Results Sunday for the Formula One European Grand Prix at the 5.4-kilometer (3.3-mile) Valencia Street Circuit with driver, country, car, laps completed and time:

1. Fernando Alonso, Spain, Ferrari, 57 laps, 1:44:16.649

2. Kimi Raikkonen, Finland, Lotus, 57, 6.4 seconds behind

3. Michael Schumacher, Germany, Mercedes, 57, 12.6

4. Mark Webber, Australia, Red Bull, 57, 13.6

5. Nico Hulkenberg, Germany, Force India, 57, 19.9

6. Nico Rosberg, Germany, Mercedes, 57, 21.1

7. Paul di Resta, Scotland, Force India, 57, 22.8

8. Jenson Button, England, McLaren, 57, 24.6

9. Sergio Perez, Sauber, 57, 27.7

10. Bruno Senna, Brazil, Williams, 57, 35.9

11. Daniel Ricciardo, Australia, Toro Rosso, 57, 37.0

12. Pastor Maldonado, Venzuela, Williams, 57, 54.6

13. Vitaly Petrov, Russia, Caterham, 57, 75.8

14. Heikki Kovalainen, Finland, Caterham, 57, 94.6

15. Charles Pic, France, Marussia, 57, 96.5

16. Felipe Massa, Brazil, Ferrari 56, 1 lap

17. Pedro de la Rosa, Spain, HRT, 56, 1 lap

18. Narain Karthikeyan, India, HRT, 56, 1 lap

Not Classified

19. Lewis Hamilton, England, McLaren, retired

20. Romain Grosjean, France, Lotus, retired

21. Sebastian Vettel, Germany, Red Bull, retired

22. Kamui Kobayashi, Japan, Sauber, retired

23. Jean-Eric Vergne, France, Toro Rosso, retired

Did Not Start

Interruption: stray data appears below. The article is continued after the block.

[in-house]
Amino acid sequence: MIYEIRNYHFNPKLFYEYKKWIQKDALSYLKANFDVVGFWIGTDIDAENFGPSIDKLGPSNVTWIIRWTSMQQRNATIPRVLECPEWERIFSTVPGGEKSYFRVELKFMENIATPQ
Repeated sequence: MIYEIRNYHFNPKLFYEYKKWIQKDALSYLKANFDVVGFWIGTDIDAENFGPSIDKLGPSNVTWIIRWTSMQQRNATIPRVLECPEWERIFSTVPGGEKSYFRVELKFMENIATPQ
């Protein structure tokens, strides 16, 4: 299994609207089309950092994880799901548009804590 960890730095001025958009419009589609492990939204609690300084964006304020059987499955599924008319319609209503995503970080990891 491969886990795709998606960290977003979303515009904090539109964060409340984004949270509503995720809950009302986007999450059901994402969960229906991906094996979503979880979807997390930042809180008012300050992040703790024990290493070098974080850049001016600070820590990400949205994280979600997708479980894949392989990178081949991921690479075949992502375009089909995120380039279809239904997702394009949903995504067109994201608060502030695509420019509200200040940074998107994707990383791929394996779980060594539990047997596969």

24. Timo Glock, Germany, Marussia


Driver Standings (After 8 of 20 races)

1. Fernando Alonso, Spain, Ferrari, 111 points.

2. Mark Webber, Australia, Red Bull, 91

3. Lewis Hamilton, England, McLaren, 88

4. Sebastian Vettel, Germany, Red Bull, 85

5. Nico Rosberg, Germany, Mercedes, 75

6. Kimi Raikkonen, Finland, Lotus, 73

7. Romain Grosjean, France, Lotus, 53

8. Jenson Button, England, McLaren, 49

9. Sergio Perez, Mexico, Sauber, 39

10. Pastor Maldonado, Venezuela, Williams, 29

11. Paul di Resta, Scotland, Force India, 27

12. Kamui Kobayashi, Japan, Sauber, 21

13. Michael Schumacher, Germany, Mercedes, 17

14. Nico Hulkenberg, Germany, Force India, 17

15. Bruno Senna, Brazil, Williams, 16

16. Felipe Massa, Brazil, Ferrari, 11

17. Jean-Eric Vergne, France, Toro Rosso, 4

18. Daniel Ricciardo, Australia, Toro Rosso, 2


Constructor Standings

1. Red Bull, 176 points

2. McLaren, 137

3. Lotus, 126

4. Ferrari, 122

5. Mercedes, 92

6. Sauber, 60

7. Williams, 45

8. Force India, 44

9. Toro Rosso, 6